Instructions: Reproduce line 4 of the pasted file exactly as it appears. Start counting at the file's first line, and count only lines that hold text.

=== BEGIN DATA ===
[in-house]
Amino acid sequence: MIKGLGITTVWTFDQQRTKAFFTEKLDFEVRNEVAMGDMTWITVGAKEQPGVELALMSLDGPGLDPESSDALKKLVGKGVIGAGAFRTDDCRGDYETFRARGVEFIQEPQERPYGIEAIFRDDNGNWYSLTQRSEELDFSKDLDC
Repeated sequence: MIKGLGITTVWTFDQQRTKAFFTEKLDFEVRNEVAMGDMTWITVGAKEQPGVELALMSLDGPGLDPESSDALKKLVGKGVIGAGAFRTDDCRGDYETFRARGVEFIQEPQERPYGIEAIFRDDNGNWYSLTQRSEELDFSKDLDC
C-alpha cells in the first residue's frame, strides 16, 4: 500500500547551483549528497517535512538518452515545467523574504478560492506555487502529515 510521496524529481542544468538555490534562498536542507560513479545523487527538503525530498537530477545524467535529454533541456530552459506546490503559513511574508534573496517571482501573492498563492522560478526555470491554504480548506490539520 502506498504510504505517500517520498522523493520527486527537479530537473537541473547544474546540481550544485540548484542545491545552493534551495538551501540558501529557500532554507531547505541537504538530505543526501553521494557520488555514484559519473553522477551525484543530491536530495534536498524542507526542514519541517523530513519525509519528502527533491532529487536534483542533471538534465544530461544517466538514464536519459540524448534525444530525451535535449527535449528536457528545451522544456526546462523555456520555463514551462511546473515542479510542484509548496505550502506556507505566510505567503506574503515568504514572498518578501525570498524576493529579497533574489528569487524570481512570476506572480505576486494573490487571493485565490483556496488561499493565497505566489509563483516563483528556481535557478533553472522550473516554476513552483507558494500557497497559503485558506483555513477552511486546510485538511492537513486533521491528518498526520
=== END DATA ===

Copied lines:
C-alpha cells in the first residue's frame, strides 16, 4: 500500500547551483549528497517535512538518452515545467523574504478560492506555487502529515 510521496524529481542544468538555490534562498536542507560513479545523487527538503525530498537530477545524467535529454533541456530552459506546490503559513511574508534573496517571482501573492498563492522560478526555470491554504480548506490539520 502506498504510504505517500517520498522523493520527486527537479530537473537541473547544474546540481550544485540548484542545491545552493534551495538551501540558501529557500532554507531547505541537504538530505543526501553521494557520488555514484559519473553522477551525484543530491536530495534536498524542507526542514519541517523530513519525509519528502527533491532529487536534483542533471538534465544530461544517466538514464536519459540524448534525444530525451535535449527535449528536457528545451522544456526546462523555456520555463514551462511546473515542479510542484509548496505550502506556507505566510505567503506574503515568504514572498518578501525570498524576493529579497533574489528569487524570481512570476506572480505576486494573490487571493485565490483556496488561499493565497505566489509563483516563483528556481535557478533553472522550473516554476513552483507558494500557497497559503485558506483555513477552511486546510485538511492537513486533521491528518498526520